Remembering

Remembering

This time 3 years ago I had the devastating news that my Dad had died.

No warning.

No illnesses (that we knew of, it turned out he had bronchial pneumonia and emphysema, not a shock when you smoke for 40 years).

Just woke up one morning, went down to make a cup of tea, and died.


Which, to be fair to him, was always the way he wanted to go, no long drawn out illness just happy memories and BAM.  Liked a bit of drama did my Dad.

I last spoke to my Dad three days earlier, the day me and my (then) fiance had come back from a 3 week holiday.  Where we had gotten engaged, so talk was of holidays (he and my Mum had just come back from Cuba, whereas we had been on an adventure in Argentina and Brazil), upcoming weddings, my new engagement and potential for a big family holiday the year after for my 30th and my Dad’s 60th.

I also had a secret.  That morning I had found out I was pregnant with the toddler terror.  And we planned to tell no one until 12 weeks.  I had plans to email a photo whilst on the phone to my Mum and Dad and see if they could work it out.

But then, Dad spoiled those plans.  And he said he didn’t like being in the limelight (a fact we all knew not to be true, he was the first and worst on the karaoke!).

You still go through all the stages of grief.  Even 3 years later.

It is not fair that I lost my Dad when I was 29 and my brother when he was 26.

It is not fair that my Mum became a widow when she was only 54.

It is not fair that the toddler terror never got a chance to meet him, nor he a chance to be a Grandad.

It is not fair that my Auntys and Uncles lost another brother.

It is not fair that my Dad’s friends lost him.

And I still get angry with him.  Because he is missing out on so much.  And then I feel guilty about it, then remember my Dad.  And I bet he is just as angry at himself for missing out on all of this.

I am angry that he never met the toddler terror.

I am angry that he never saw us emigrate to Dubai (he would have loved the sunshine and the crazy things that we do)

I am angry that he never walked me down the aisle (though my Mum had a lovely suggestion of putting a photo in my bouquet so he did in effect walk me down the aisle along with my brother)

And then I need to remember, that while those things may not be fair, and while it IS okay to be angry, I am looking at it all wrong.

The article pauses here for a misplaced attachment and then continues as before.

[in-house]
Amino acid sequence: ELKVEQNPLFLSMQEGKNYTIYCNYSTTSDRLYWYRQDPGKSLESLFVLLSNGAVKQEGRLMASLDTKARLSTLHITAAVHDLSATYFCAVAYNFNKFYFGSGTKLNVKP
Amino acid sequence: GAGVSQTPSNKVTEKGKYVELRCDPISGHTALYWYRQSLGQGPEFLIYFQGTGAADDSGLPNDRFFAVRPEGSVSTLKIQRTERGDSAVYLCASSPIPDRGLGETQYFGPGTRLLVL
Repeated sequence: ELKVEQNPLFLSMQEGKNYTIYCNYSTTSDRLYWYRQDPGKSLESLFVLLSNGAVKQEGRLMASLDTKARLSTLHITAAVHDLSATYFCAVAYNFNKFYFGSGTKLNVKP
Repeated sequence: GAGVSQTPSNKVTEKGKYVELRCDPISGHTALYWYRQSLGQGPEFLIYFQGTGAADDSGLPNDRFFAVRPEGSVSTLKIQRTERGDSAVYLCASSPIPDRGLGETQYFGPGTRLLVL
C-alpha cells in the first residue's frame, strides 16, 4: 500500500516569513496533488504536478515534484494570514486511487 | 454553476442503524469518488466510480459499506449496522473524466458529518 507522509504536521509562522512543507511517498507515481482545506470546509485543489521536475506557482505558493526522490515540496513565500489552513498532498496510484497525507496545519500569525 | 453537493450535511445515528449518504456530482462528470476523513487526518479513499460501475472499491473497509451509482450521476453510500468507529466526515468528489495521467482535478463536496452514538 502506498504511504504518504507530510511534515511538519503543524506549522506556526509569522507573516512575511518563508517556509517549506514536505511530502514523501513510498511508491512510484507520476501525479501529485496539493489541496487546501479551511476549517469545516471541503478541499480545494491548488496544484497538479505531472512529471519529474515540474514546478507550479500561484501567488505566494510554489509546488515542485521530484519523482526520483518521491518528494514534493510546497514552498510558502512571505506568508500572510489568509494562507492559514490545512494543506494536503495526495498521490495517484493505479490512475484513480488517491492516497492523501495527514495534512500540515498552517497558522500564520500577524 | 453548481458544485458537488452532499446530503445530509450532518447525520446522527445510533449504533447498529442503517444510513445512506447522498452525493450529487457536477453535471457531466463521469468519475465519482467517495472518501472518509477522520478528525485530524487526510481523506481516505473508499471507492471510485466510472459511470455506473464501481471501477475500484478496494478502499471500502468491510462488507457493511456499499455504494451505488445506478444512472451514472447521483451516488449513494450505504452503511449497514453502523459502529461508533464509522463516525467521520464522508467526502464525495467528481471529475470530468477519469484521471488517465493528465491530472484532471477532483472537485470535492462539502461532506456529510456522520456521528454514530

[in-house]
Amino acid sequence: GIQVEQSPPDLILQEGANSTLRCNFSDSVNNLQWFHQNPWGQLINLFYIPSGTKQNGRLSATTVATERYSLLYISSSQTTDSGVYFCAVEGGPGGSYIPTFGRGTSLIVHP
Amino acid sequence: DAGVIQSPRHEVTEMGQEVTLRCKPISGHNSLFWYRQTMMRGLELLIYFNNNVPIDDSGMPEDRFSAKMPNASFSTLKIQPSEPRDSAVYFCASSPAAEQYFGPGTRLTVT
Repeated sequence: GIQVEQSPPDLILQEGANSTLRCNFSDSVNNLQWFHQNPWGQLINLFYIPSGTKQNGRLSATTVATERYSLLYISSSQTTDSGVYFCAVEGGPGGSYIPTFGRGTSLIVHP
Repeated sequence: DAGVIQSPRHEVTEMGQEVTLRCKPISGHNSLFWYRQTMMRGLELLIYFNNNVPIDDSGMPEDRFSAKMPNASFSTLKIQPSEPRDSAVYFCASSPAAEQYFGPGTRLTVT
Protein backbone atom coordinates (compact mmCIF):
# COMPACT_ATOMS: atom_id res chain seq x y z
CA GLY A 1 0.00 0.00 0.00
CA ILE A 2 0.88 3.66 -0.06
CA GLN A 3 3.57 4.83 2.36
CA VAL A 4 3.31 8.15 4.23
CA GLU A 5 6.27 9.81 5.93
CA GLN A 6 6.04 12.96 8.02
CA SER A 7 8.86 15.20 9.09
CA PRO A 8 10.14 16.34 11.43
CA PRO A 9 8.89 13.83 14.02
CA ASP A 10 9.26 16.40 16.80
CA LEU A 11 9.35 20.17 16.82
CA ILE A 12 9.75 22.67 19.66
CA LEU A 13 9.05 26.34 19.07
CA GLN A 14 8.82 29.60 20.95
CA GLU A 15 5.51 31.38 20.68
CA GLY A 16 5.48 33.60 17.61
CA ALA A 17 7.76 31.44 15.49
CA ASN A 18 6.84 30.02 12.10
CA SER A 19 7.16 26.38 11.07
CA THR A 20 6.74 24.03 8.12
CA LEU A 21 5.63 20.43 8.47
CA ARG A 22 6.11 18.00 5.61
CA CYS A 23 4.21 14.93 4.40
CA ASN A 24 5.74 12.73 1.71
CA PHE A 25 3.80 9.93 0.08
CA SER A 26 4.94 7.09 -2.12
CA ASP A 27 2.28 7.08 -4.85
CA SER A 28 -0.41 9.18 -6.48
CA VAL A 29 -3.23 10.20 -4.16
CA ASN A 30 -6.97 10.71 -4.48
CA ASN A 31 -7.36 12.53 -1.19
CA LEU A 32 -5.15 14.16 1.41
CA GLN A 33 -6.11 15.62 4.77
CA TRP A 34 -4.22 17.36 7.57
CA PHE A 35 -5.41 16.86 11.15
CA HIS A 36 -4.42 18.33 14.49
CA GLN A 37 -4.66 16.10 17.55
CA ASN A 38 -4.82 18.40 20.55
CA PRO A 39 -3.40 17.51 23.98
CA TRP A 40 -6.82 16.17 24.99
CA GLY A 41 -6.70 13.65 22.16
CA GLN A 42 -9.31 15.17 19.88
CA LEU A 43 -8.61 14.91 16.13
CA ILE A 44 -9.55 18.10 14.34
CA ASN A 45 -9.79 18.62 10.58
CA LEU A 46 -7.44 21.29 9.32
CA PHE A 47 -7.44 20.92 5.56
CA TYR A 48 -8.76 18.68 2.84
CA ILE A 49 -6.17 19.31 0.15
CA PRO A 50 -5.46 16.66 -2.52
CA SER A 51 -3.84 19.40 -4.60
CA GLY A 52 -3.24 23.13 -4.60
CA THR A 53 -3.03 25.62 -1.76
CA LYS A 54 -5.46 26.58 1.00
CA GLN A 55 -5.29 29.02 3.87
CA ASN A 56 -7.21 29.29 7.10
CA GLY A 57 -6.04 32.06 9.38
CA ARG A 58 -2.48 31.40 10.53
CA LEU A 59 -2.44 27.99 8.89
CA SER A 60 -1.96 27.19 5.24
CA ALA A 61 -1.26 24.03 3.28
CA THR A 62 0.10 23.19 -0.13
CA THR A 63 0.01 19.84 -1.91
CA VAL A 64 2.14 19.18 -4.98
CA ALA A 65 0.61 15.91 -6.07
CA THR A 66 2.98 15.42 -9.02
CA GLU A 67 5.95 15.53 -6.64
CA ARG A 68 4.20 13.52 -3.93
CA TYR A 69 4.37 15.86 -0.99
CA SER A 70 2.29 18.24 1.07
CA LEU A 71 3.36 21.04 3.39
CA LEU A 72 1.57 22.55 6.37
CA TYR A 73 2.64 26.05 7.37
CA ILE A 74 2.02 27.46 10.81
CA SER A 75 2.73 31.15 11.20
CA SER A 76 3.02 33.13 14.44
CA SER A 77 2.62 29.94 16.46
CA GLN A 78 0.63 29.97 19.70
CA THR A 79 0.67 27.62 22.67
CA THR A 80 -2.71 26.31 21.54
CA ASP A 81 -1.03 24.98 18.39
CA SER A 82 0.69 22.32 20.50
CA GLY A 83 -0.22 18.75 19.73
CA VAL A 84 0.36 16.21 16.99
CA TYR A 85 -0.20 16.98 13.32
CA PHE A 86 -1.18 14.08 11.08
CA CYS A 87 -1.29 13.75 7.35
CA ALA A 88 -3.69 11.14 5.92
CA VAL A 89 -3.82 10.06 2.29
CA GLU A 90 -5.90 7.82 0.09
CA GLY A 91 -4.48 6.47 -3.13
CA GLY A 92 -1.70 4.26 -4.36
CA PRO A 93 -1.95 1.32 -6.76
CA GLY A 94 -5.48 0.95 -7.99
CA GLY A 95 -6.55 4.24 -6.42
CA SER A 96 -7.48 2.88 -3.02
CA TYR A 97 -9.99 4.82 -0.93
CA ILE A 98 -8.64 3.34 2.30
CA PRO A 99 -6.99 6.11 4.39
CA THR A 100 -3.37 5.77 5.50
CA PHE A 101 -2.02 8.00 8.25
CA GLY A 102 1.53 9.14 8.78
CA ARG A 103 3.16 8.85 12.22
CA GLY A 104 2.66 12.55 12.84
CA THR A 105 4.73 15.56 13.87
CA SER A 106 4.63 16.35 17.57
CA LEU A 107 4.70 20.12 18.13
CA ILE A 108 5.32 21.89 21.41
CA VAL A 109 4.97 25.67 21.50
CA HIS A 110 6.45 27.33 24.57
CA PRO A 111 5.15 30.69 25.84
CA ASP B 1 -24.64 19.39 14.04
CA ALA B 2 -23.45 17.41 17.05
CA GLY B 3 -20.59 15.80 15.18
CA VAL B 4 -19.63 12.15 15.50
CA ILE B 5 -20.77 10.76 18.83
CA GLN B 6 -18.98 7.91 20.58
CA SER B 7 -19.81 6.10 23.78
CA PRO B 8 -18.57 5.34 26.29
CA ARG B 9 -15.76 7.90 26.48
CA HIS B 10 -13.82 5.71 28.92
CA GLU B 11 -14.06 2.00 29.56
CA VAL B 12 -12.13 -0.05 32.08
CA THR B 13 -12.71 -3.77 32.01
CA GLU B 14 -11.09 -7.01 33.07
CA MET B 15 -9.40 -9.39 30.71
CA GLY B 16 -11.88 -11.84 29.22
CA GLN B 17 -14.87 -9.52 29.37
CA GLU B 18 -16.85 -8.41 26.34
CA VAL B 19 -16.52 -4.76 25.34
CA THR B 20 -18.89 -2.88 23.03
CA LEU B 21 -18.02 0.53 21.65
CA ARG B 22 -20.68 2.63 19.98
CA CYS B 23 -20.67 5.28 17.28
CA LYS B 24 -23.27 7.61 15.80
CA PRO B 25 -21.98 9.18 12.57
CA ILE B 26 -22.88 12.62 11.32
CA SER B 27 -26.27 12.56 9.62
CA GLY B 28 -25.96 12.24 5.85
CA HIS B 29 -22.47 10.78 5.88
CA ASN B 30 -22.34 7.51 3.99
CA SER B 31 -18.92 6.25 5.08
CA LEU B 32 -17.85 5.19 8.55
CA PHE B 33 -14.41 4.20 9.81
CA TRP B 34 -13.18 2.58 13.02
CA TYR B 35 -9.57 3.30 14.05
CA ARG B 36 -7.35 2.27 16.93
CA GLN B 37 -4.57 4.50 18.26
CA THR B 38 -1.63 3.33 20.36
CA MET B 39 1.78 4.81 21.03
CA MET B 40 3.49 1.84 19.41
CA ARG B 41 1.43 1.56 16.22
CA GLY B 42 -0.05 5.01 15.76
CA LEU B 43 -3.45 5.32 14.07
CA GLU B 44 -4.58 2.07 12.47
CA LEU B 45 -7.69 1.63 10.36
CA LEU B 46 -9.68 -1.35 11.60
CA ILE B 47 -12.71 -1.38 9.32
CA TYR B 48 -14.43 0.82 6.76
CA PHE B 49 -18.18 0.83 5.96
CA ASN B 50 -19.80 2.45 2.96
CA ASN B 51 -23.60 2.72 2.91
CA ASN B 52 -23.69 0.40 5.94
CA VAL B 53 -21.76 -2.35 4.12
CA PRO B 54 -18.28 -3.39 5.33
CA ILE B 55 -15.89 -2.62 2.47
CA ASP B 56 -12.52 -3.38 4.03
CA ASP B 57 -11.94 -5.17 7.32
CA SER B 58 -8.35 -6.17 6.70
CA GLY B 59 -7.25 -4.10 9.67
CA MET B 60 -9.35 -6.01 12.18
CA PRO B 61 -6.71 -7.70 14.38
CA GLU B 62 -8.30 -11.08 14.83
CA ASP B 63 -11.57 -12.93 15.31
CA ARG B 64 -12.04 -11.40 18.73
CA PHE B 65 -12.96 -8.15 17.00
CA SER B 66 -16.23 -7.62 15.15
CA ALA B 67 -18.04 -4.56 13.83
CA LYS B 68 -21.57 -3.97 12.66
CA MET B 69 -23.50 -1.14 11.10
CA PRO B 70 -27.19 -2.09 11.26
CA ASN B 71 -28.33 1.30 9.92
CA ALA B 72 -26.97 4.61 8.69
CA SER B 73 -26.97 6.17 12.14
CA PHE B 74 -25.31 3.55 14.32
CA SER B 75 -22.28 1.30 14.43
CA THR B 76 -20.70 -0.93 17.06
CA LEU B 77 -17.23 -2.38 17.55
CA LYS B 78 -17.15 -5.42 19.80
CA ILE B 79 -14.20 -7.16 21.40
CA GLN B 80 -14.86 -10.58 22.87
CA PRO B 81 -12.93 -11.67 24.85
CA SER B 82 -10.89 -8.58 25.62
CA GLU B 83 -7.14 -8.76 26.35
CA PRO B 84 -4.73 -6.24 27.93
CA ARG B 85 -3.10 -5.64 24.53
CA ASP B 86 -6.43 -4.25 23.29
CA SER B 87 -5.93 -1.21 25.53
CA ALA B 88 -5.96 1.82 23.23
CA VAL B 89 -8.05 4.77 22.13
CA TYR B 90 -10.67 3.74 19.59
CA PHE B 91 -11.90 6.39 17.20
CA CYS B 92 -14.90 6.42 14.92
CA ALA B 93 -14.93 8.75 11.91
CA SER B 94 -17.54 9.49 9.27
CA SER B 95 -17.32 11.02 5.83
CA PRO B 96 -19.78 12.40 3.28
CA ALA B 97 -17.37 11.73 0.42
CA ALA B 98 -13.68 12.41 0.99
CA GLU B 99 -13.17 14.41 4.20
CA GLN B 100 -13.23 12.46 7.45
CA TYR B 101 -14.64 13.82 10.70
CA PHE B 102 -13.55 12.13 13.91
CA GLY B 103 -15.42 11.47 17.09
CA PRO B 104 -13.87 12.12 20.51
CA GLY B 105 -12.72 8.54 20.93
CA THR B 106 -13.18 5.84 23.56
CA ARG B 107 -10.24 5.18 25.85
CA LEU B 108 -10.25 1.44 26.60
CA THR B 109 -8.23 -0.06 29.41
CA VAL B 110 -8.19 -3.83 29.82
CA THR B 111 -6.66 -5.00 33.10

I am grateful that I had a close relationship with my Dad for 29 years (obviously not including the turbulent teenage times), that I was a Daddy’s girl.  And to remember the stories that I will tell the toddler terror.

Such as the time I was so skint at Uni, I rang home to beg for £20 to be put in my bank account.  And got Mum on the phone.  And Dad wasn’t home.  And, poof, my plan went to dust and I had to explain a lot more to Mum about why I needed the money, and that yes, I was in the pub at the time of speaking to her (and fair play Mum walked the bank and put the money in and more than I requested).  

The times he took me car shopping even though all he really knew about cars was to kick the tyres…..  

The way that he told me time and time again that I could do anything I set my mind to, and, in the next breath telling me why he hated hiring women (controversial!).

I am grateful that the cause of his death was enough for my Mum to give up smoking after 30 years.

I know my Mum is grateful for the near-30 blissful years of marriage.

I know my Auntys and Uncles are grateful for the time with him, as were his friends.

And I know that the toddler terror, and the new bump, will get to know him too.  As long as we all keep remembering and telling the stories.  The toddler can already point to his picture and say “Grandad”.

And I am proud.

I am proud of the person I became because of lessons learnt through him.  How I learnt to be kind, how I learnt to stand my grand, how he always bigged me up to be the best that I can be though often contradicted himself, how he taught me it wasn’t nice to hit but if someone hits you HIT THEM HARDER, how he taught me to always stand up for what I believe in and, more importantly, to stand up for others who need help.

In short, I am proud that he was my Dad.

Just because someone is dead doesn’t mean they are gone.

And I must remember this.

And be grateful for the time we did have.  

This one is for you Dad x

Old photo of me and Dad!


Leslie John Evans 21st July 1953 – 8th February 2012














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